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Feb 12, 2016

High Level Discussions on Climate Change Continue

Climate change experts from around the Caribbean region continued a two-day conference in Belize City today. At the heart of the discussions was the COP 21 Agreement reached in Paris in 2015 signed by one hundred and ninety-five countries. The agreement sets out a global action plan to avoid dangerous climate change by limiting global warming to well below two degrees centigrade.  News Five’s Duane Moody reports.


Duane Moody, Reporting

Today at the Biltmore Plaza in Belize City, day two of the discussion between climate change experts from across the Caribbean took place. The purpose is to address how member CARICOM states will ease the effects of climate change in their respective countries. And after ratifying the COP 21 Agreement reached in Paris last year, Heads of State for CARICOM who will converge on Placencia next week, will be discussing a plan of action.


Omar Figueroa

Omar Figueroa, Minister for Climate Change

“Right now we have our technical team that have been really going into these agreements and making sure that we can live up to our responsibilities. But we can’t look at these agreements as a challenge for us. There will be tremendous amount of opportunities embedded in these challenges.  For example, we have we now have in the Paris Agreement, parity between adaptation and mitigation which puts us in a position to be able to benefit from the agreement.”


For the strategy to be implemented effectively there is of course the need for financial resources. Now, climate change is as a result of an increase in the amount of greenhouse gases in the atmosphere, primarily generated by mega industrialized countries and at the world climate change conference in Paris, these countries pledged to assist with mitigation of the natural phenomenon.


James Fletcher

Dr. James Fletcher, Chair, Regional Coordinating Committee on Climate Change

“The pledge is that by the year 2020, we should have access to one hundred billion U.S. dollars in finances and that amount should be one hundred billion dollars every year thereafter. In the COP decision, there has even been a pledge to review that with the intention of scaling it up. We’ve said that one hundred billion dollars is the absolute minimum; is the floor. Maybe the Caribbean needs alone will take that one hundred billion dollars…we’ll use it up. Then you have Pacific countries that would disappear entirely.”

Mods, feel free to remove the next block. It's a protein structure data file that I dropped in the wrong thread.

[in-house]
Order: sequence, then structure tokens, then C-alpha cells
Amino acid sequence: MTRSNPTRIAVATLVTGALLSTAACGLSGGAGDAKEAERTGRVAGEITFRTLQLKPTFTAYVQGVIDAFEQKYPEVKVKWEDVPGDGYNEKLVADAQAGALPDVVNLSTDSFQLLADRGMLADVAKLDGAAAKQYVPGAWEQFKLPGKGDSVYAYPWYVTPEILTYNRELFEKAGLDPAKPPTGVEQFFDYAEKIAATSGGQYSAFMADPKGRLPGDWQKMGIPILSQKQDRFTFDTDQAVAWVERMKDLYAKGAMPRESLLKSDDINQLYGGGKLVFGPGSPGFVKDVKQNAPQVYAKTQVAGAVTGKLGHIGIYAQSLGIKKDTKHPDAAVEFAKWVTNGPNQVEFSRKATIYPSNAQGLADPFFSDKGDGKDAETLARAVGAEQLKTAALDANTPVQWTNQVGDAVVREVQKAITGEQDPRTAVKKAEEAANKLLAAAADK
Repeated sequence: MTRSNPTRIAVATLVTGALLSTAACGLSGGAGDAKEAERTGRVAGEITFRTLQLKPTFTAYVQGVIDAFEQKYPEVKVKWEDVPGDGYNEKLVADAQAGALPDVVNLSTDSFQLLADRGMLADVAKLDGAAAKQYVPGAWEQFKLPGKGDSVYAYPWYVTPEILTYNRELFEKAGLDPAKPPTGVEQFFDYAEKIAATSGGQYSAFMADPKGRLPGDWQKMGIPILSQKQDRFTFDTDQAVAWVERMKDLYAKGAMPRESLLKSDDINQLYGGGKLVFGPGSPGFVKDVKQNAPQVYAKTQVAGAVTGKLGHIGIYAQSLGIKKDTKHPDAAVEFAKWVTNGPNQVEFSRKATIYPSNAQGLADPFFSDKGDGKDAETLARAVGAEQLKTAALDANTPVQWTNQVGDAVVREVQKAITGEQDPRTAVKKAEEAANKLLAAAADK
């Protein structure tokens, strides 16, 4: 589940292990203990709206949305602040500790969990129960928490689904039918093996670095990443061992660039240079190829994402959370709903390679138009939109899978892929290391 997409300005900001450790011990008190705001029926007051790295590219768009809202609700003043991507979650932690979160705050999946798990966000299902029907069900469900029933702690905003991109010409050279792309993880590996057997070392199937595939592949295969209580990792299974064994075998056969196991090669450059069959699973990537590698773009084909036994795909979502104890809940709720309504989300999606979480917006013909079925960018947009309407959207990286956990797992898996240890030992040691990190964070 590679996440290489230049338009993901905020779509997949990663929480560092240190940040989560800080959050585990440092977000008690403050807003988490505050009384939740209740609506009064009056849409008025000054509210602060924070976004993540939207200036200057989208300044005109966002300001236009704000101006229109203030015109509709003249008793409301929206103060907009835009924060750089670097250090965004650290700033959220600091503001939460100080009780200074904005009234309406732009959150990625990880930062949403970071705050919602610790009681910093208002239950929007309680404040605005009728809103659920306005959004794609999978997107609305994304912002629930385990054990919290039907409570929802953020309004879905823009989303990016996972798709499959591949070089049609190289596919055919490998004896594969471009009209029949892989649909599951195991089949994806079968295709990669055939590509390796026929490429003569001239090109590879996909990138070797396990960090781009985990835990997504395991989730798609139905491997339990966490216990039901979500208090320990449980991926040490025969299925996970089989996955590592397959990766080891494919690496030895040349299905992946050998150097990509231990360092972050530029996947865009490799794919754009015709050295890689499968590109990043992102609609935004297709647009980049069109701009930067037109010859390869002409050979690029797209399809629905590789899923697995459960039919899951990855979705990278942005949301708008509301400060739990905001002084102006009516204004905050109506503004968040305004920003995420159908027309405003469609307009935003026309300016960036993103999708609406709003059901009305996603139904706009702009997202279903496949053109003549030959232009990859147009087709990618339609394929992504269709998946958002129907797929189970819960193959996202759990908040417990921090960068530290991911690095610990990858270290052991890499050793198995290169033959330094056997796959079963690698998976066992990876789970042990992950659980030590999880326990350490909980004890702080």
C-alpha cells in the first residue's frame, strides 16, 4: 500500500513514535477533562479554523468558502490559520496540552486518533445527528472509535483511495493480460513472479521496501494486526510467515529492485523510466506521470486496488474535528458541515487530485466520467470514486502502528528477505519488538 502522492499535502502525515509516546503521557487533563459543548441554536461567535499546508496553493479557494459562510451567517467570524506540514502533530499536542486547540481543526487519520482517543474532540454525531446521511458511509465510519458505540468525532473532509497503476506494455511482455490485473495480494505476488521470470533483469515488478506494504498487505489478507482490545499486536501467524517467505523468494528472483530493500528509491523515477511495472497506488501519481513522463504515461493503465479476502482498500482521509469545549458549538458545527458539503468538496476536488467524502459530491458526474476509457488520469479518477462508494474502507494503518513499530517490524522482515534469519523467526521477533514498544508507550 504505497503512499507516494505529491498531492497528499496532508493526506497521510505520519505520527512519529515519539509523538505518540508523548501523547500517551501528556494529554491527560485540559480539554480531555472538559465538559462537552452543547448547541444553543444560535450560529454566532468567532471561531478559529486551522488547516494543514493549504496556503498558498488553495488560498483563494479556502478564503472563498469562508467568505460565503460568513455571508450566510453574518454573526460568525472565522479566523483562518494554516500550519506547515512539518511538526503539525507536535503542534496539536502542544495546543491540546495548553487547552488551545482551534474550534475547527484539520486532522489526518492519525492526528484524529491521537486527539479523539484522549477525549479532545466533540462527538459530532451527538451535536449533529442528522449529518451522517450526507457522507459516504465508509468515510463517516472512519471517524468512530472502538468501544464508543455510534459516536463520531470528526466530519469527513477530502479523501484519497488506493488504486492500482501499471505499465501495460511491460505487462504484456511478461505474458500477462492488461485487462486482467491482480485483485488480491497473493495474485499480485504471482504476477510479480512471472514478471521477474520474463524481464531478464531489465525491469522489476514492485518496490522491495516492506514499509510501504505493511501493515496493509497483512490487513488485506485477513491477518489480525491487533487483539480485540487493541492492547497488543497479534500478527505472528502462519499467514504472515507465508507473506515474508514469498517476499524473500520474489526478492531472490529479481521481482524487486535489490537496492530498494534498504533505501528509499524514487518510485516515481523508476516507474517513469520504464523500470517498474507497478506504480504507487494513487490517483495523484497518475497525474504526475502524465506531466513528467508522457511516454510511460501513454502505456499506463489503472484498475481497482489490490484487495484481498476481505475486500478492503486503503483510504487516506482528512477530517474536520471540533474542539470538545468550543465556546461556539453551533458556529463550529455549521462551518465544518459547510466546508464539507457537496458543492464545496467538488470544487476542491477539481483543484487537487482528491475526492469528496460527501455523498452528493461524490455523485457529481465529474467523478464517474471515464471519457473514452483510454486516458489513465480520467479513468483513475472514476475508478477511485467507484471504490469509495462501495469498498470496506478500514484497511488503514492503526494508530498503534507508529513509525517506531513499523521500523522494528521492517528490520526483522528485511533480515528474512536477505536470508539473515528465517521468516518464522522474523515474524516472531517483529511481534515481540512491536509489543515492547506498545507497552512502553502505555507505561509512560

But according to Doctor James Fletcher, while the emission of greenhouse gases from the Caribbean are insignificant globally; all countries have agreed to reduce the levels.


Dr. James Fletcher

“What these developed countries have to do is to drastically reduce their emissions of greenhouse gases. They have made a commitment to do that for the Intended Nationally Determined Contributions, which every country was to submit to the Secretariat of the United Nations Framework Convention on Climate Change that basically said, among other things how they will reduce all their emissions of greenhouse gases.”


Climate change has had adverse effects in Belize—in the agriculture sector, with erosion along the coastline and even coral bleaching. So what is government doing to address this?


Omar Figueroa

“Each country has a responsibility to develop a list of nationally determined contributions so to speak. So we are in the process of also putting a lot of those together. Some have been submitted to the convention folks, but we are in the process of doing that. Part of our sustainable development strategies, our agricultural policies all take into consideration our climate change responsibilities. So there is a lot that has been going on.”


Duane Moody for News Five.

Viewers please note: This Internet newscast is a verbatim transcript of our evening television newscast. Where speakers use Kriol, we attempt to faithfully reproduce the quotes using a standard spelling system.

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